“Everybody’s story is different,” says Christina Piel, a 50-year-old Special Education teacher and a patient of New York Cancer & Blood Specialists (NYCBS).
Adapting to COVID-19 wasn’t the only challenge the Longwood School District educator and mother of three had to navigate. Christina was diagnosed with stage 1 breast cancer in September 2020 after a routine mammogram and needle biopsy came back malignant. Fortunately, her doctor caught the disease early, and her prognosis was good.
She describes the meeting with her surgeon at the Fortunato Breast Health Center. In Christina’s case, her surgeon removed the lump and sent her to an oncologist, Dr. Nouri, at NYCBS. Other people had their opinions on where she should receive treatment. Christina, however, “knew immediately upon meeting Dr. Nouri and the ancillary staff that she was in the right place.”
Christina underwent a lumpectomy and 12 weeks of chemotherapy. “Oddly enough,” she says. “It became my routine; a reason to get out of the house.” For Christina, treatment wasn’t always a breeze. “Mild fatigue, mild nausea, but severe anxiety,” she said of her experience with chemotherapy. “Everyone in the office was so friendly and helpful. The nurses sensed when I was anxious, and their calm demeanors really helped me relax.”
She also found comfort in the well-coordinated care, making her treatment feel simple, as well as the numerous services offered to her. Christina was tested for an inherited genetic mutation since her mother had breast cancer years ago. Her results came back negative, putting her at ease.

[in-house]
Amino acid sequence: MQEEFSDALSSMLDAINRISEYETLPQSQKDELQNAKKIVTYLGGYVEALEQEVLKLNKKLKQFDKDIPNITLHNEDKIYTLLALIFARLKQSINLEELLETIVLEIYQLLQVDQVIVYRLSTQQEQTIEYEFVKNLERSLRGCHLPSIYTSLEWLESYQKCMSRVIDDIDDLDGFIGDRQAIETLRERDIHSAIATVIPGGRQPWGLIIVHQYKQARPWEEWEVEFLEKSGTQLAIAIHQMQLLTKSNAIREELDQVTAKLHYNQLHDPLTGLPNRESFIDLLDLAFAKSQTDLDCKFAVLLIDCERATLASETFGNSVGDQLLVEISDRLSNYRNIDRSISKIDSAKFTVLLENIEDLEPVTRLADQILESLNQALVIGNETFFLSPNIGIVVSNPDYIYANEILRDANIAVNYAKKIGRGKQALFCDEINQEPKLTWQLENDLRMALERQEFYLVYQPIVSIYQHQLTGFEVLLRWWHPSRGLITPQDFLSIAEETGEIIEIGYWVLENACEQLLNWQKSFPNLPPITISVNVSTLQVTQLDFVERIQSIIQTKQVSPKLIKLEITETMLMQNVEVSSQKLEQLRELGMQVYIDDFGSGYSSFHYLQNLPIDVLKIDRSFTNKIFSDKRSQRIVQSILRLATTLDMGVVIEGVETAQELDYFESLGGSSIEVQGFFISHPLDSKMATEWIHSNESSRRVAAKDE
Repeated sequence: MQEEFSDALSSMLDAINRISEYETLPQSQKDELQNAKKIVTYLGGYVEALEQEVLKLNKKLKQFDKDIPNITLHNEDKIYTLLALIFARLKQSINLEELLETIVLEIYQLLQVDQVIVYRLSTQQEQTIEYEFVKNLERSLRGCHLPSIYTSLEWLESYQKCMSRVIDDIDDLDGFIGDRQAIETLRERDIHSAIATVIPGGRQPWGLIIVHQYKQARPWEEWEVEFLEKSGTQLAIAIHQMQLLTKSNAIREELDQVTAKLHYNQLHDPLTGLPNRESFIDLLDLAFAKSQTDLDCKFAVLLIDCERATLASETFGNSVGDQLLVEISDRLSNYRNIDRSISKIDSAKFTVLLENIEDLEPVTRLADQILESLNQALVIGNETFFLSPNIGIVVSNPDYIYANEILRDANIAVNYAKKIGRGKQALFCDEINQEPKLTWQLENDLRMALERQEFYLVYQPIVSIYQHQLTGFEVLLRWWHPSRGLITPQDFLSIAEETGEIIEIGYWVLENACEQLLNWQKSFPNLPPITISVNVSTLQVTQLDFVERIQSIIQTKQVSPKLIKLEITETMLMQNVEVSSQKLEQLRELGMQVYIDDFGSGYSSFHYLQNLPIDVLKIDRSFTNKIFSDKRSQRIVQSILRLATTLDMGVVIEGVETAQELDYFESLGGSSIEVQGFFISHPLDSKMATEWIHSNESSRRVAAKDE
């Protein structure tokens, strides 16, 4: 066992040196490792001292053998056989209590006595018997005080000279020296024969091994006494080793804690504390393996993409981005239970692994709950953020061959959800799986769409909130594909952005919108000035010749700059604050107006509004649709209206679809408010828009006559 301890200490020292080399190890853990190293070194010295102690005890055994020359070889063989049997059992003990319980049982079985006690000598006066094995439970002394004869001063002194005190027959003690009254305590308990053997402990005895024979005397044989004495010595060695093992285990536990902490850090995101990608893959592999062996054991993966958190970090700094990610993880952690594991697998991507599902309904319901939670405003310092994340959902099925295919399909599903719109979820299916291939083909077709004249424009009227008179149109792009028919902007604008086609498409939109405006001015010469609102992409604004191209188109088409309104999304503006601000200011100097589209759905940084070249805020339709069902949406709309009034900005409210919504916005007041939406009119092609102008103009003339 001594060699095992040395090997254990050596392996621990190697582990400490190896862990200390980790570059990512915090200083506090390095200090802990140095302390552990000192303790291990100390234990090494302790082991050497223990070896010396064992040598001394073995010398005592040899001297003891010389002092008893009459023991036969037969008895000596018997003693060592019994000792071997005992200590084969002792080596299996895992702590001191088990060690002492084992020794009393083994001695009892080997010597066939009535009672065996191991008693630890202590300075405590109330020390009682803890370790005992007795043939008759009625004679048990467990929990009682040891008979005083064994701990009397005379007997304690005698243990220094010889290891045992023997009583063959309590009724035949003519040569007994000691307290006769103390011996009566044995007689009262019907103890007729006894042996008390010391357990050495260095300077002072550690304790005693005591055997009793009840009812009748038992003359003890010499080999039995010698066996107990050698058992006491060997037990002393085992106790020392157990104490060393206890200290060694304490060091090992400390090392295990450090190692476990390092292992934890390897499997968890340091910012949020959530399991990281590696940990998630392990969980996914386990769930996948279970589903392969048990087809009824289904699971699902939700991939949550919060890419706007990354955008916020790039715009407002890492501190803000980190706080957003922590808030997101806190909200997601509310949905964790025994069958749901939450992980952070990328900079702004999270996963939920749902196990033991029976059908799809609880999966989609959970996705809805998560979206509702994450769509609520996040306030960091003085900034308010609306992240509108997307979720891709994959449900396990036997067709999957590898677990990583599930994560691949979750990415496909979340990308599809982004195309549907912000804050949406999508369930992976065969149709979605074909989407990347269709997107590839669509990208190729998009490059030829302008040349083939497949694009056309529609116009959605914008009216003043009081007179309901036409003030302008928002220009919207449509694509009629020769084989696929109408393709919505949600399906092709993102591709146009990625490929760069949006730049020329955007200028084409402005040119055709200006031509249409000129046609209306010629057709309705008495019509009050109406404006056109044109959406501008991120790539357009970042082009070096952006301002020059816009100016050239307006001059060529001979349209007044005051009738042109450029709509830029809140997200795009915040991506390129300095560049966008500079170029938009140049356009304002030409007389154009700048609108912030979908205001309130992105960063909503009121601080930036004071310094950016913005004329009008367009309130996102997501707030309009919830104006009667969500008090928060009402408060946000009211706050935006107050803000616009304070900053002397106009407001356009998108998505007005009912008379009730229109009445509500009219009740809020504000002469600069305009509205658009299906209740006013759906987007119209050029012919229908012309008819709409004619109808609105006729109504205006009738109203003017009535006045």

Ultimately, the most significant reassurance came from her friends and family. Every Tuesday, while she was at treatment, her colleagues and students showed their support by wearing pink t-shirts to school. When she would get home, she’d find a “little something” left by her children. Her neighborhood even rallied together to provide her family with food and gifts, especially around the holidays. “I have an amazing support system,” Christina said.
Her greatest love and support came from her husband, who would always bring her to and from treatment. Today, five months later, thanks to early detection, Christina celebrates her last day of chemotherapy. Standing outside awaiting her exit, he holds a sign with an important message for the disease. “Sorry, Cancer. I’m taking my wife back!”